The Pentagon on Thursday confirmed the discharge of an airman for violating “Don't Ask, Don't Tell,” the 1993 law that bars gay and bisexual troops from serving openly, the AP reported.

It is the first firing since President Barack Obama in December signed legislation aimed at repealing the law.

Pentagon officials said the separation occurred on April 29, but refused to elaborate on the details of the case or the airman's gender. The term “airman” can be used for both men and women.

“The airman in the case asked to be separated expeditiously,” Air Force spokesman Lt. Col. Todd Vician said, suggesting the service member outed himself or herself.

The case is also the first since Defense Secretary Robert Gates issued new guidelines making it more difficult for a service member to be booted out of the military for being gay. Prior to October 2010, a DADT-related discharge required only the authorization of a one-star general. The new policy states that only the secretaries of the armed forces can authorize a separation under the law, and the Defense Department's top attorney and Clifford Stanley, the Undersecretary of Defense for Personnel and Readiness, must also be consulted, leaving the policy in the hands of six civilians appointed by the president.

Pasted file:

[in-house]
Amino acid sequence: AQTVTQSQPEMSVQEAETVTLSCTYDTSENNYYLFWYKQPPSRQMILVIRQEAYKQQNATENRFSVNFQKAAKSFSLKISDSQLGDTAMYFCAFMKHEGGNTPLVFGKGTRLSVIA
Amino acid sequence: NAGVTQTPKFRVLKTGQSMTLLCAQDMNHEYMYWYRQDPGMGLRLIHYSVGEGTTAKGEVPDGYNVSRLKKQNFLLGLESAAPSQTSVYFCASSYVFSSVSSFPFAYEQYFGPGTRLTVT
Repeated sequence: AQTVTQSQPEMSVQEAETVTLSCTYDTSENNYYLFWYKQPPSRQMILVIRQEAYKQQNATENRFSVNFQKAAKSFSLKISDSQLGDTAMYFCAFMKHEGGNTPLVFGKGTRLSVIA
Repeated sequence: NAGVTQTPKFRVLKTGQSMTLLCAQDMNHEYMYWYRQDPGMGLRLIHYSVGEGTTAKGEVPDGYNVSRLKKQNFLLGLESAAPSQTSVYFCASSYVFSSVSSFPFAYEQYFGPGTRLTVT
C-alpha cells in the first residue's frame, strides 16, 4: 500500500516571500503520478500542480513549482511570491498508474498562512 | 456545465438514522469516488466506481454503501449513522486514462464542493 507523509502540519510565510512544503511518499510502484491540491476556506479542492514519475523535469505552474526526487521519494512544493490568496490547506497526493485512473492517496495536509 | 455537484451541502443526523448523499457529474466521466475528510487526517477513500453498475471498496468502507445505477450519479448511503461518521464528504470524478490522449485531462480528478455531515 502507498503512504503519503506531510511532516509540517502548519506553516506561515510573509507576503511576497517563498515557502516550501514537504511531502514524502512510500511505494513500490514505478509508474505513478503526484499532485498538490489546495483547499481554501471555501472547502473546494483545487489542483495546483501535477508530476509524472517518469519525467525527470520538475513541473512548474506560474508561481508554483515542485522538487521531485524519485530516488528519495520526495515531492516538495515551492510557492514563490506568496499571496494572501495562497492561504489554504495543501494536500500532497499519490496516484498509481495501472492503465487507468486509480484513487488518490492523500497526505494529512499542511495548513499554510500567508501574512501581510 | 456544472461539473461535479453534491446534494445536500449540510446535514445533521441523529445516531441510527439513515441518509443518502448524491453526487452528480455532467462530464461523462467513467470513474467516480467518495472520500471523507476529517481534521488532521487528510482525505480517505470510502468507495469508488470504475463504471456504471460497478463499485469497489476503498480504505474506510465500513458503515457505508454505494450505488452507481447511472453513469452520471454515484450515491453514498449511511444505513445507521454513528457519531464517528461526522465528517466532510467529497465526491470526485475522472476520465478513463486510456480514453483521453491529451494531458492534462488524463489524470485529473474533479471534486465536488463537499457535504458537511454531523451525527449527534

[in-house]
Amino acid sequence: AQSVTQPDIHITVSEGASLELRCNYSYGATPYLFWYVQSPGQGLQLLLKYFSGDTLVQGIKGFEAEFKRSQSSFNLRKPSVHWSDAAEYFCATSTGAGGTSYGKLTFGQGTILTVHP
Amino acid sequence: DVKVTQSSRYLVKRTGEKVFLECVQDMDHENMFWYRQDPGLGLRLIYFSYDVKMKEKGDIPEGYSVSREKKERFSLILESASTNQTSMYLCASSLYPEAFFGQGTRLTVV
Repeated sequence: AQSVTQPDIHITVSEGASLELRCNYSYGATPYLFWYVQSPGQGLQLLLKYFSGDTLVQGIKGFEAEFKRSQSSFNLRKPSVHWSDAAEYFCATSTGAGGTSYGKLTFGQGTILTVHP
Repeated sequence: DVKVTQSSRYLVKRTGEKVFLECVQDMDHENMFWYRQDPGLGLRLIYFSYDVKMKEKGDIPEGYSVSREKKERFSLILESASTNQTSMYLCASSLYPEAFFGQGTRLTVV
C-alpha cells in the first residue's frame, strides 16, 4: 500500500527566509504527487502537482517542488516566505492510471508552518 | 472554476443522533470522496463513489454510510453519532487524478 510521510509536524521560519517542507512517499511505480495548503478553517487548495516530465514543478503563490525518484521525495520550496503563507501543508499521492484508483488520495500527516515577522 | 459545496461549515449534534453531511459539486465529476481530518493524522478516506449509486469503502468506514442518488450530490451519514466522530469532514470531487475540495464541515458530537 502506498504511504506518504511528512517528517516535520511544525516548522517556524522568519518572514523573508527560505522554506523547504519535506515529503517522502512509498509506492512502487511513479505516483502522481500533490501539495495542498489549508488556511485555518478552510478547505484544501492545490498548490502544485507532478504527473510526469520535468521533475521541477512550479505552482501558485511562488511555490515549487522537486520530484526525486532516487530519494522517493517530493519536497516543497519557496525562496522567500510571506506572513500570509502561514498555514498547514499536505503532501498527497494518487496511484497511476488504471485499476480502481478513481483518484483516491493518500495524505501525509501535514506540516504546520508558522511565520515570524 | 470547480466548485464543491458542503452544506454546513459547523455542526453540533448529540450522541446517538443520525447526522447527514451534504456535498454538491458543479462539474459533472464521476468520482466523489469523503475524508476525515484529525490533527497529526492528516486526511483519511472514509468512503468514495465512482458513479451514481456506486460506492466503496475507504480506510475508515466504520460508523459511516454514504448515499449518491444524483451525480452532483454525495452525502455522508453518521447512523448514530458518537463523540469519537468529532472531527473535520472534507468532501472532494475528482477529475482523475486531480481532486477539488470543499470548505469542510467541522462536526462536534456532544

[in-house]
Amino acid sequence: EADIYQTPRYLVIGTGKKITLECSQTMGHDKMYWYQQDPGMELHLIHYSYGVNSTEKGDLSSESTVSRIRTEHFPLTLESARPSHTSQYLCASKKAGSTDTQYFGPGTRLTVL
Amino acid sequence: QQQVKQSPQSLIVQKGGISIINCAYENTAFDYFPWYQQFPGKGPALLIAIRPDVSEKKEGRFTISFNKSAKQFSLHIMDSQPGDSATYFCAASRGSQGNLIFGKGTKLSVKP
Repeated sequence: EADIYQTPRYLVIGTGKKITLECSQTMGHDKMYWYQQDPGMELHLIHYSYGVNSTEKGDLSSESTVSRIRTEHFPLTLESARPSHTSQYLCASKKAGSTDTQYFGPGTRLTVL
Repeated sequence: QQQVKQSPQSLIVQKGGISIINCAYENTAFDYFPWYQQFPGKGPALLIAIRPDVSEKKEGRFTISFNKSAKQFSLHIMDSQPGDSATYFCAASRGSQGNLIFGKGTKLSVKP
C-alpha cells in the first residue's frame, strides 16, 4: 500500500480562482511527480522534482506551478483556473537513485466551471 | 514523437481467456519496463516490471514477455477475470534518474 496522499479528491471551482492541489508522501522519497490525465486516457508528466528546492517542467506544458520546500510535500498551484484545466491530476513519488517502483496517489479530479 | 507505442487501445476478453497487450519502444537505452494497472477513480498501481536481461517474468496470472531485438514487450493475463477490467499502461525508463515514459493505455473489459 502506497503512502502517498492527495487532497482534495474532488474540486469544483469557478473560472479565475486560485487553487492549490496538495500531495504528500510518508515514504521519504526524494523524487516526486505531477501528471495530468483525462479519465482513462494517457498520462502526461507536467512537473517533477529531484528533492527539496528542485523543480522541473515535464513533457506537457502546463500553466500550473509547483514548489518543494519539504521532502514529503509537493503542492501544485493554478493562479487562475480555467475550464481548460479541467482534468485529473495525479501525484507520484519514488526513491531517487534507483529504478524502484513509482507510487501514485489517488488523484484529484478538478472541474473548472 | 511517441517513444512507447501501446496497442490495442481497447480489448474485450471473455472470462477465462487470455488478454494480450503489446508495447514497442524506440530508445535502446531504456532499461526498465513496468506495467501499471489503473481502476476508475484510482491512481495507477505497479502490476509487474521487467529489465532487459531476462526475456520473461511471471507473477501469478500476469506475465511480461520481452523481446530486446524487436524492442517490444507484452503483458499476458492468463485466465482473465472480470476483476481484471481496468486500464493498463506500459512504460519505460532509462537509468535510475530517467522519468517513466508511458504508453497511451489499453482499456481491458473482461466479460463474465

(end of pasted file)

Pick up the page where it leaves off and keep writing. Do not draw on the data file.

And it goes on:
Repeal of the law won't happen until 60 days after the military is certified as prepared for the change. Military officials testifying before Congress have previously suggested that might happened by the end of summer.

Aubrey Sarvis, executive director of Servicemembers Legal Defense Network (SLDN), said the case highlights the need for swift certification.

“Though unfortunate, this discharge highlights the need for certification this month, and in fact, does nothing to diminish our concern that service members remain under investigation and are at risk of being discharged. At SLDN, we have clients facing administrative board hearings right now. Some of these clients have 10 to 18 years of military service and are not looking to be separated under 'Don't Ask, Don't Tell.' In fact, they are fighting these investigations and board proceedings today. It’s critical that certification happen in the month of June,” he said in a statement.